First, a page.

Metabolic Type and ER4YT Diets archives

Blood Type and Hunter-Gatherer Diet

Posted by Joseph Hackett on November 16, 1998 at 00:23:18:

I have primarily been a "lurker" on this board, although I follow the posts here regularly and continue to learn from them. Dr. Stoll, I admire your persistance and am glad you're here.

From time to time I have seen posts concerning the EY4YT diet versus the "biobalance"/blood plasma ph approach and I'd like to put in my 2 cents for people to consider.

For the past year, I have had the good fortune to work with Bob McFerran in treating my severe rheumatoid arthritis. I have seen tremendous progress (I have no noticable inflammation and take no traditional arthritis medicine. I do still take an anti-fungal as I had huge candida overgrowth). I have also added skilled relaxation with biofeedback and exercise in the last several months. Improvements continue to come although they are coming slower than before.

I have been on the Hunter-Gatherer diet since last Thanksgiving. Of course this means I'm eating meat (much of it fatty steaks, pork chops, etc.) 3 times a day. At 41 years of age, I have absolutely no weight problems (was fairly trim before and even more so now), have had 1 cold in the past year (after years of colds/allergies several times per year), no sugar/carbohydrate cravings and in general have better energy and feel "pretty darned good."

Also, I've also noticed that my cholesterol levels/ratios have improved slightly over the course of the past year. For EY4YT advocates, this may not be seen as a significant event for people with type O blood like Bob, but I am type A...

As I understand, according to the EY4YT diet, I should be on a very light diet, just about the opposite of what has worked for me.

Not saying that the EY4YT diet doesn't help many people because I'm sure it does, but in my experience, people should not throw out the HG diet based on their blood type. I have to admit that it was a little scary starting this diet because of all the information out there about heart disease and meat consumption, but once positive results started coming in, I lost those concerns.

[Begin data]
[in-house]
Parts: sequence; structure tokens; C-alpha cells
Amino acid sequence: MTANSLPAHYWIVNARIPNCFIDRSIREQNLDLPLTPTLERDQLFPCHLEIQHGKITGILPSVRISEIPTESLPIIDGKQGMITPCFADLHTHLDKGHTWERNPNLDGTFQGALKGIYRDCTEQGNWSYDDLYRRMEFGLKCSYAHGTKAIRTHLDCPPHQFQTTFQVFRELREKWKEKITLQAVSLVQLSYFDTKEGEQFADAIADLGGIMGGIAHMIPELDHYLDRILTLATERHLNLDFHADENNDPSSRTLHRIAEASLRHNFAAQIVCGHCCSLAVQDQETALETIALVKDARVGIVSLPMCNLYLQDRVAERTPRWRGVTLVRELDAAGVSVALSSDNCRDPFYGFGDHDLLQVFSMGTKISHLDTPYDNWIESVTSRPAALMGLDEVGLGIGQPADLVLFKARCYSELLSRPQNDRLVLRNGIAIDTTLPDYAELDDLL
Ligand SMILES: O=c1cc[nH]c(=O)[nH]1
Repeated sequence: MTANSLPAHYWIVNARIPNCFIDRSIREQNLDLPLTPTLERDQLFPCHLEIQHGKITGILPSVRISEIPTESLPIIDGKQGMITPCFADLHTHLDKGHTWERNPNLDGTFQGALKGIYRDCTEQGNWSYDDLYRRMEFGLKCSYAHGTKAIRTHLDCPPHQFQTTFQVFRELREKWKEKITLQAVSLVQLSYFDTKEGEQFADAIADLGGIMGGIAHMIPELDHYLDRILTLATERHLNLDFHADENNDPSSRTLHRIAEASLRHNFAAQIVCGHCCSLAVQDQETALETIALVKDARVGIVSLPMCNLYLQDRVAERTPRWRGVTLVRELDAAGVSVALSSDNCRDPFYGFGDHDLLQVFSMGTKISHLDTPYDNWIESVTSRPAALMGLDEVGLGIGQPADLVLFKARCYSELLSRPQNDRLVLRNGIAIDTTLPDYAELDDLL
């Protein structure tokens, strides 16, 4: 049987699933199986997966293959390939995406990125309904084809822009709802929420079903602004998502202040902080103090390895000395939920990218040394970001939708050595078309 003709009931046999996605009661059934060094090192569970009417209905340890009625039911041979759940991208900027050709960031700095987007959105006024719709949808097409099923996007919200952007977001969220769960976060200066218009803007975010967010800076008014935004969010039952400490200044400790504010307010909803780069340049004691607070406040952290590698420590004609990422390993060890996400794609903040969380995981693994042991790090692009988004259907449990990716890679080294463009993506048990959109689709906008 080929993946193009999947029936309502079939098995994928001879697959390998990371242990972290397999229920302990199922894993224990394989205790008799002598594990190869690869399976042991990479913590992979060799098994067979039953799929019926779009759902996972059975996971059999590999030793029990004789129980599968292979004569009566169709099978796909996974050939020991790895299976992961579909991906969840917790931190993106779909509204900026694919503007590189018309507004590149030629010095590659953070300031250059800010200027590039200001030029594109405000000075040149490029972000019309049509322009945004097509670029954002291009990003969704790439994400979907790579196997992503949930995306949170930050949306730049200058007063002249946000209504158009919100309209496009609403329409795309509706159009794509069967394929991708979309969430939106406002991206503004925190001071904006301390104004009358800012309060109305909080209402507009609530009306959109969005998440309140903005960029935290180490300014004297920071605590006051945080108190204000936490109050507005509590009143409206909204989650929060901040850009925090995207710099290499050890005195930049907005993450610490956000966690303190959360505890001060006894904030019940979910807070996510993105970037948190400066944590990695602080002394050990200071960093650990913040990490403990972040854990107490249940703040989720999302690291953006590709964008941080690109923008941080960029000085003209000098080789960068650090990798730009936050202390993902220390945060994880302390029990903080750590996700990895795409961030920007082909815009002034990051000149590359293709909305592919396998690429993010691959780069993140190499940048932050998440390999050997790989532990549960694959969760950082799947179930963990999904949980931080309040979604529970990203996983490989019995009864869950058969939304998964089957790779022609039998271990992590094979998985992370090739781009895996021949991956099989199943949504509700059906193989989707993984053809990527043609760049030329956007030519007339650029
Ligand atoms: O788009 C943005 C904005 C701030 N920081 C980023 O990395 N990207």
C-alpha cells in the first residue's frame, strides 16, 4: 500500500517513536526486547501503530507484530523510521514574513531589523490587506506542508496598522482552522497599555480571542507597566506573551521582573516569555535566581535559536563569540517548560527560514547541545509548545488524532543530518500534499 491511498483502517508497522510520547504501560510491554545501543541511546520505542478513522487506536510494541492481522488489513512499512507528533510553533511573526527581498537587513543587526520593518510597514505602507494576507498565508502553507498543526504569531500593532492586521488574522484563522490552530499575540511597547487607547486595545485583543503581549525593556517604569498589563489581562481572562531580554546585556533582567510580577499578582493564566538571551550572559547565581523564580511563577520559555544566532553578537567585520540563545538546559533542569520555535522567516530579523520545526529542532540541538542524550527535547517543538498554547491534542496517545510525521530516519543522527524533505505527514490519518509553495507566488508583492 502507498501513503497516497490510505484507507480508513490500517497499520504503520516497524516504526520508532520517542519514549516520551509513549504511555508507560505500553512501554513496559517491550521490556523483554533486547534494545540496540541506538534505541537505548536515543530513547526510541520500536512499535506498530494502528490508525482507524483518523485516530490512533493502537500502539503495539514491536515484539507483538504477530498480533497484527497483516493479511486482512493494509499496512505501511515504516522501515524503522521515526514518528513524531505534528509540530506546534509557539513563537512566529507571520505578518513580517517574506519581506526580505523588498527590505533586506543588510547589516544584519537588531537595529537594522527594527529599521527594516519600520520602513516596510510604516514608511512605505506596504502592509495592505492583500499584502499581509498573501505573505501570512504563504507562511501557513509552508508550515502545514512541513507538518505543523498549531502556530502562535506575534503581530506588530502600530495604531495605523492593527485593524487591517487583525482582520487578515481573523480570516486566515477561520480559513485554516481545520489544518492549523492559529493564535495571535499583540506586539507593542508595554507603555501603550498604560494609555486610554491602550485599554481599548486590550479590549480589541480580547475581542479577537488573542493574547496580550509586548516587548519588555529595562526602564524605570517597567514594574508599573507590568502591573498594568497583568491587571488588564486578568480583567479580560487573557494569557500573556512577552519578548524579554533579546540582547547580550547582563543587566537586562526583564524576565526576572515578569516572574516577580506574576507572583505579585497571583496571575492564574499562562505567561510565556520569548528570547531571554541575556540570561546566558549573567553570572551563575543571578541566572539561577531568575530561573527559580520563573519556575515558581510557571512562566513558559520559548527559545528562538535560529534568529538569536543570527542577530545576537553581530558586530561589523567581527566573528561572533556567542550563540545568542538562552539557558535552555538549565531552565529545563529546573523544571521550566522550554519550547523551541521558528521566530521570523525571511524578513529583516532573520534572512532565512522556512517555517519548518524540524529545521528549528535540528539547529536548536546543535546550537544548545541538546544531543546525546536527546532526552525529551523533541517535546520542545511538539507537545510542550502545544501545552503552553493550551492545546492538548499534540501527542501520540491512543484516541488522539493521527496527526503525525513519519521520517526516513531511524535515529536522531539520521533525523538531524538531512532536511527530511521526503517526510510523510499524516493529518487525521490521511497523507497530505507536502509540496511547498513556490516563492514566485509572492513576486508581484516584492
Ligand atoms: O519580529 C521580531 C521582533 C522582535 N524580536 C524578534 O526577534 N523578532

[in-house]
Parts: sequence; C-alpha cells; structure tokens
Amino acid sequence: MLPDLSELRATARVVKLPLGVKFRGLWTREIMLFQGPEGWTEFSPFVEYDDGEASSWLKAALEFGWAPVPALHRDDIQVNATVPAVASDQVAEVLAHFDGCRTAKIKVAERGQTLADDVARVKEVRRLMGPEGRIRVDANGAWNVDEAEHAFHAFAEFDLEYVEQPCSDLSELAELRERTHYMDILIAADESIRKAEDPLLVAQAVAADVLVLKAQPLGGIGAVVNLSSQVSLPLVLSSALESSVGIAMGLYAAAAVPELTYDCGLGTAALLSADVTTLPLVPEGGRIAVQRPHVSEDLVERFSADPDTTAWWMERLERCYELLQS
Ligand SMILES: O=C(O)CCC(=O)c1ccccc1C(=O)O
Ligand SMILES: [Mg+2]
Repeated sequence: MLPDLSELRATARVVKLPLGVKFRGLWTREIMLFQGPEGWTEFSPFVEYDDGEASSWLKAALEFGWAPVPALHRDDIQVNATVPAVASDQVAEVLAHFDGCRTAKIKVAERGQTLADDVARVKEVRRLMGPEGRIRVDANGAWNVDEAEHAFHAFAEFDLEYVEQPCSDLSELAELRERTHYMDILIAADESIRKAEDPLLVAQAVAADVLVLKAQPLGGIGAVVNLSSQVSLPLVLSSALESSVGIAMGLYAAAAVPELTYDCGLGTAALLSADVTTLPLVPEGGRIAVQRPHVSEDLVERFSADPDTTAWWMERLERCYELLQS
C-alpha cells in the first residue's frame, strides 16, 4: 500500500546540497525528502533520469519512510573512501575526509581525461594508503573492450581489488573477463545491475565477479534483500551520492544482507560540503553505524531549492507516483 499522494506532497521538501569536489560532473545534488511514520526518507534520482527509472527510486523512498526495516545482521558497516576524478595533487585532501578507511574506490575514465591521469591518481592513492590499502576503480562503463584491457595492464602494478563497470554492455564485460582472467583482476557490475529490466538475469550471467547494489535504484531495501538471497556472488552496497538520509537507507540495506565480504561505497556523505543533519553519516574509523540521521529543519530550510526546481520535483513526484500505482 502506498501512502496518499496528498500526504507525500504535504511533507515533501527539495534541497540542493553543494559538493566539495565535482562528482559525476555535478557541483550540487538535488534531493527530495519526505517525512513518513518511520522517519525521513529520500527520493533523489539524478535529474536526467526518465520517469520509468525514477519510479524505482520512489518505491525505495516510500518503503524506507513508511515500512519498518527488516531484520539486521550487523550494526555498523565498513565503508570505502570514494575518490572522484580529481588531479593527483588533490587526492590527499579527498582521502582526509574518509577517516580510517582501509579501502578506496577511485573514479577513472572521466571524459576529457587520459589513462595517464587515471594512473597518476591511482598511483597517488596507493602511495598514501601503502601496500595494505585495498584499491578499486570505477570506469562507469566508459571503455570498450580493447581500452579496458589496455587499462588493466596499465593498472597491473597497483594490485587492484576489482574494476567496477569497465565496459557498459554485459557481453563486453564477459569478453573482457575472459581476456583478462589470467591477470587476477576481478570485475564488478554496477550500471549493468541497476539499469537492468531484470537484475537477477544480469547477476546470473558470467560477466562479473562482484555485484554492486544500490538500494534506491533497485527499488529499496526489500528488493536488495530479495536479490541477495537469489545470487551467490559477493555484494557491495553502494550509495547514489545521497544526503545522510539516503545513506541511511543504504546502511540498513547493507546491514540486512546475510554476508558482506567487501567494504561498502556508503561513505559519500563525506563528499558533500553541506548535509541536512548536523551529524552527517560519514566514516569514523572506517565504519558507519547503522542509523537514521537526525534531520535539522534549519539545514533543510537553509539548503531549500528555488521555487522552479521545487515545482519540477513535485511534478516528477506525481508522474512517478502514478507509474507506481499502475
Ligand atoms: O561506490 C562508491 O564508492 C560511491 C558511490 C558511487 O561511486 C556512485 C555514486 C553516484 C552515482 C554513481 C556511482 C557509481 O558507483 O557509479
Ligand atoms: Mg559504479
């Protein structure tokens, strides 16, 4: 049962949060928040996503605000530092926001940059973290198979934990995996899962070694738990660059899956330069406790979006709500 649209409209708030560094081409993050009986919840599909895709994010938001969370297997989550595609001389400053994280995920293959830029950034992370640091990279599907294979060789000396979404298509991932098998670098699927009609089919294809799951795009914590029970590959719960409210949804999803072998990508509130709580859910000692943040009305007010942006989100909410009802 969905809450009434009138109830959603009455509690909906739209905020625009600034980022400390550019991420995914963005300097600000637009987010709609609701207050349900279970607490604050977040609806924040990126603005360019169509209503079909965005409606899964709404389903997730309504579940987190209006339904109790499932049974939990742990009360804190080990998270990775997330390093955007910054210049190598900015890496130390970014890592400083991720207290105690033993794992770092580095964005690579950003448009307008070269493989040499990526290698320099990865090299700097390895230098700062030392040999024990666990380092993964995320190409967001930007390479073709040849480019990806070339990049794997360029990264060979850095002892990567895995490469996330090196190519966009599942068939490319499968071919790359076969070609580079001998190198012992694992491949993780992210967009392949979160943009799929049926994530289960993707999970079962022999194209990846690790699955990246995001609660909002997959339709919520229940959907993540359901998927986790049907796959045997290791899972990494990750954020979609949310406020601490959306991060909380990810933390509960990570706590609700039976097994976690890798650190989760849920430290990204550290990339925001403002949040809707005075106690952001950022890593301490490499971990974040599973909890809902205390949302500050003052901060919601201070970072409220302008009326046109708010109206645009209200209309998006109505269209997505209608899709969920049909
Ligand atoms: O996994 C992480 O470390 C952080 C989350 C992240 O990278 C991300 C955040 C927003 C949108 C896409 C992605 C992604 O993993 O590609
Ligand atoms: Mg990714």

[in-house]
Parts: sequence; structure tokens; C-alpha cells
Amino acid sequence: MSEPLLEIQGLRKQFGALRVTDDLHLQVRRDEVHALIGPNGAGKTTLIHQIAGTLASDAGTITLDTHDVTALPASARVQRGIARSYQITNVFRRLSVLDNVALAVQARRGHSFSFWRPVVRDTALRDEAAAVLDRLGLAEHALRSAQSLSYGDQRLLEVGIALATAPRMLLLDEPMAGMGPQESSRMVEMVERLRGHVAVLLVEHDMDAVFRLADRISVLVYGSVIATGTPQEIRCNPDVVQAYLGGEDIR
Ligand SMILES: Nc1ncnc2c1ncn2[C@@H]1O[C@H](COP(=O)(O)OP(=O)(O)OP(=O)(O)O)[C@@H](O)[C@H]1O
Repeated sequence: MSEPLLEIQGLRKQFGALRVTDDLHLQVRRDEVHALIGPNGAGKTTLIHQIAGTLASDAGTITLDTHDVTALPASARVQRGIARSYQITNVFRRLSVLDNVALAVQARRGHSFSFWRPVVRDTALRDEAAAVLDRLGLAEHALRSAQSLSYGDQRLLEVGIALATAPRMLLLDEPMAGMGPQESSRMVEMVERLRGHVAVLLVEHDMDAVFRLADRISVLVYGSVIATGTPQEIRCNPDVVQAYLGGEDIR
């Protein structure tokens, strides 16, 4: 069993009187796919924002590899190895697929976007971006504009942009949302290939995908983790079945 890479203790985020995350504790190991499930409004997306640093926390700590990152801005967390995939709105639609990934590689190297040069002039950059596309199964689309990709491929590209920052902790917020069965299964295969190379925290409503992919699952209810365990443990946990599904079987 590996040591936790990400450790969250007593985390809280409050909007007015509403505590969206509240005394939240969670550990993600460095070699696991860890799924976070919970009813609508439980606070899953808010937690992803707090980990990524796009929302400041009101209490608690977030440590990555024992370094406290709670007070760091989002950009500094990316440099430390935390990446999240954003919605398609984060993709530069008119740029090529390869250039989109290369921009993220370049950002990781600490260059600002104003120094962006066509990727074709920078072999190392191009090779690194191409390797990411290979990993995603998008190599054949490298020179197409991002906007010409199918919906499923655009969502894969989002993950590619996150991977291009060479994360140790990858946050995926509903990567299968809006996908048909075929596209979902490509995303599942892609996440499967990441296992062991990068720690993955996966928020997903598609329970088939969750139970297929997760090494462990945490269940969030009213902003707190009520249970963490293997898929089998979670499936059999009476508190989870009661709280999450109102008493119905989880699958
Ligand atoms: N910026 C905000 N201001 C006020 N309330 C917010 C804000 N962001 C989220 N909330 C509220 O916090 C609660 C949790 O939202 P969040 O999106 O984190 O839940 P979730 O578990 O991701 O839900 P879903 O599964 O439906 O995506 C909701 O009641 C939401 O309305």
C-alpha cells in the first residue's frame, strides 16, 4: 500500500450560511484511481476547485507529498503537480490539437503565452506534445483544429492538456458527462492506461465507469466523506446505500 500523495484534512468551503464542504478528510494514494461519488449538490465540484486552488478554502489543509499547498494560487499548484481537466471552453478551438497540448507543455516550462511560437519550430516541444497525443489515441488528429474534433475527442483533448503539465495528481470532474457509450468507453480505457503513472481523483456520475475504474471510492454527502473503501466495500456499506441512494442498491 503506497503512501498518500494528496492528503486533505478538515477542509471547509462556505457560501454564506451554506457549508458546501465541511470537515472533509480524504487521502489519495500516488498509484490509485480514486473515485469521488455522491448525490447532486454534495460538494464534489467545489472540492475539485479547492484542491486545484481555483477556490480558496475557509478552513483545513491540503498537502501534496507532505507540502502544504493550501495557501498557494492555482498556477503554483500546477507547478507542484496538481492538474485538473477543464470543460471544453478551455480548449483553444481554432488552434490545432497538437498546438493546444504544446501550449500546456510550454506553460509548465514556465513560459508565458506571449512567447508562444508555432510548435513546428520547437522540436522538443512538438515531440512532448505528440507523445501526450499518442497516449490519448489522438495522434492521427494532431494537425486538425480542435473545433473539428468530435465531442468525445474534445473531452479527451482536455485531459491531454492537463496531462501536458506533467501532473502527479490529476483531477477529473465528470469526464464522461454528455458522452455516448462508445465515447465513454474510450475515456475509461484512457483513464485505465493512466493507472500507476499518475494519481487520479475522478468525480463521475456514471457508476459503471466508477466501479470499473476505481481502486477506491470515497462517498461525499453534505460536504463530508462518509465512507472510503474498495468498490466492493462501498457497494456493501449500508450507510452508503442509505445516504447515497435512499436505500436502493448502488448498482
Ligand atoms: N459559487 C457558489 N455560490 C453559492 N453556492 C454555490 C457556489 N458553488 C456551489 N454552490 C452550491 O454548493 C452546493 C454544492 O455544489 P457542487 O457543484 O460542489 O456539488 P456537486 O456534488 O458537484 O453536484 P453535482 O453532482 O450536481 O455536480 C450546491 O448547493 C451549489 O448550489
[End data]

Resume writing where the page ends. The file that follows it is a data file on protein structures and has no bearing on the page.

In my experience, the biobalance/blood plasma ph approach works regardless of your type...


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Re: Blood Type and Hunter-Gatherer Diet

Posted by Lori on November 16, 1998 at 09:23:22:

In Reply to: Blood Type and Hunter-Gatherer Diet posted by Joseph Hackett on November 16, 1998 at 00:23:18:

Along those lines of blood type vs biobalance diets, I have some confusion. Thanks for sharing your outcomes with RA and H-G, very interesting. I have exzema that became much worse with H-G type O diet, after 8 months of increased suffering with it, I have been dabbling with the agiculturalist diet. I am type O. Wondering how many people are mixed? H-G numbers seem to predominate over agri's, I can't tell for sure which I am.



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Re: Blood Type and Hunter-Gatherer Diet

Posted by Robert McFerran on November 16, 1998 at 10:38:42:

In Reply to: Re: Blood Type and Hunter-Gatherer Diet posted by Lori on November 16, 1998 at 09:23:22:

Lori,

Dr. Stoll is a blood type O yet I would dare say that he has inherited an Agriculturist metabolism. The things that Joe eats would cause his cholesterol to leap!

85% of men and 50% of the women in the U.S. are Agriculturists. The prevalence of Mixed types is probably less than 5% for men and 15% for women.

You should know rather immediately (within 48 hours) if one of the metabolic diets is working better than the other since it will yield more energy. It's that simple.

Unfortunately there can be significant food allergies that muddle the pictures. Therefore running a good elimination diet PRIOR to moving into the metabolic diets will give you a MUCH clearer read as to what type of metabolism you have inherited.